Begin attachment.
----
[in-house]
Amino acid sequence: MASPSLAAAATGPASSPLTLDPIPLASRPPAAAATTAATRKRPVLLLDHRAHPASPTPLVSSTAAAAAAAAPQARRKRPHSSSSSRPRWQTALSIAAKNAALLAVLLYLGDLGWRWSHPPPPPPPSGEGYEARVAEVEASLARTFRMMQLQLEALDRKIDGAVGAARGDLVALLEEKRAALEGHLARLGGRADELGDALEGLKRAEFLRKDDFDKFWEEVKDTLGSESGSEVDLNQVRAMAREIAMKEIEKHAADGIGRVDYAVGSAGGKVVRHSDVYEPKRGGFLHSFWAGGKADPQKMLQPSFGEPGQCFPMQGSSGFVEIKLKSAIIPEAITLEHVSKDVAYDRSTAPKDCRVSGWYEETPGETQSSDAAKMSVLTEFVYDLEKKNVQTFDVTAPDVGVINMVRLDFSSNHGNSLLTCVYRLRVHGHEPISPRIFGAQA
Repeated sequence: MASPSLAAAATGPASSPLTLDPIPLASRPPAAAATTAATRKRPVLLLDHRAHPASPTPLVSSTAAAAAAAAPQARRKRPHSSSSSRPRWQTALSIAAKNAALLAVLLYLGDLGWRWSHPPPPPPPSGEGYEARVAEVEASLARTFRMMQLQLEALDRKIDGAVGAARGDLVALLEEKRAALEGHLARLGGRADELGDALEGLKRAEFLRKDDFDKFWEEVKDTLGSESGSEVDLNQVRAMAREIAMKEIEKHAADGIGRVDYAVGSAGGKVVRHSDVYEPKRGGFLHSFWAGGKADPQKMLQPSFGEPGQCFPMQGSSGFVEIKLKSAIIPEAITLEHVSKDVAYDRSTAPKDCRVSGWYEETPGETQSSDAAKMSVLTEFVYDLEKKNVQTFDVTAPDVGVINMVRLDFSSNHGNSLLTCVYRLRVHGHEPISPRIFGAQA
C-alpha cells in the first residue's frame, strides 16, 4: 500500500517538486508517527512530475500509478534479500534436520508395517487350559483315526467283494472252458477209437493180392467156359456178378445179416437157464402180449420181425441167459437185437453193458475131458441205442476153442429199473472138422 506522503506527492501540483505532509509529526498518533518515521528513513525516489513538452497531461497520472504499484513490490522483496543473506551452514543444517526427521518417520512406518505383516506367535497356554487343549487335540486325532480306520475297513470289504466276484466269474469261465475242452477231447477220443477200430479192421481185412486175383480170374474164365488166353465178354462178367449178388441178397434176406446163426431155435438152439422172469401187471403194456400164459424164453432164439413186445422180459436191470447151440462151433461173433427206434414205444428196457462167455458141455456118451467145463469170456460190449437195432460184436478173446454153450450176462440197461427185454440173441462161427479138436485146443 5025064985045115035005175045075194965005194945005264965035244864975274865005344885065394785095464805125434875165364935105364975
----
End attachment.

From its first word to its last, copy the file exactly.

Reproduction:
[in-house]
Amino acid sequence: MASPSLAAAATGPASSPLTLDPIPLASRPPAAAATTAATRKRPVLLLDHRAHPASPTPLVSSTAAAAAAAAPQARRKRPHSSSSSRPRWQTALSIAAKNAALLAVLLYLGDLGWRWSHPPPPPPPSGEGYEARVAEVEASLARTFRMMQLQLEALDRKIDGAVGAARGDLVALLEEKRAALEGHLARLGGRADELGDALEGLKRAEFLRKDDFDKFWEEVKDTLGSESGSEVDLNQVRAMAREIAMKEIEKHAADGIGRVDYAVGSAGGKVVRHSDVYEPKRGGFLHSFWAGGKADPQKMLQPSFGEPGQCFPMQGSSGFVEIKLKSAIIPEAITLEHVSKDVAYDRSTAPKDCRVSGWYEETPGETQSSDAAKMSVLTEFVYDLEKKNVQTFDVTAPDVGVINMVRLDFSSNHGNSLLTCVYRLRVHGHEPISPRIFGAQA
Repeated sequence: MASPSLAAAATGPASSPLTLDPIPLASRPPAAAATTAATRKRPVLLLDHRAHPASPTPLVSSTAAAAAAAAPQARRKRPHSSSSSRPRWQTALSIAAKNAALLAVLLYLGDLGWRWSHPPPPPPPSGEGYEARVAEVEASLARTFRMMQLQLEALDRKIDGAVGAARGDLVALLEEKRAALEGHLARLGGRADELGDALEGLKRAEFLRKDDFDKFWEEVKDTLGSESGSEVDLNQVRAMAREIAMKEIEKHAADGIGRVDYAVGSAGGKVVRHSDVYEPKRGGFLHSFWAGGKADPQKMLQPSFGEPGQCFPMQGSSGFVEIKLKSAIIPEAITLEHVSKDVAYDRSTAPKDCRVSGWYEETPGETQSSDAAKMSVLTEFVYDLEKKNVQTFDVTAPDVGVINMVRLDFSSNHGNSLLTCVYRLRVHGHEPISPRIFGAQA
C-alpha cells in the first residue's frame, strides 16, 4: 500500500517538486508517527512530475500509478534479500534436520508395517487350559483315526467283494472252458477209437493180392467156359456178378445179416437157464402180449420181425441167459437185437453193458475131458441205442476153442429199473472138422 506522503506527492501540483505532509509529526498518533518515521528513513525516489513538452497531461497520472504499484513490490522483496543473506551452514543444517526427521518417520512406518505383516506367535497356554487343549487335540486325532480306520475297513470289504466276484466269474469261465475242452477231447477220443477200430479192421481185412486175383480170374474164365488166353465178354462178367449178388441178397434176406446163426431155435438152439422172469401187471403194456400164459424164453432164439413186445422180459436191470447151440462151433461173433427206434414205444428196457462167455458141455456118451467145463469170456460190449437195432460184436478173446454153450450176462440197461427185454440173441462161427479138436485146443 5025064985045115035005175045075194965005194945005264965035244864975274865005344885065394785095464805125434875165364935105364975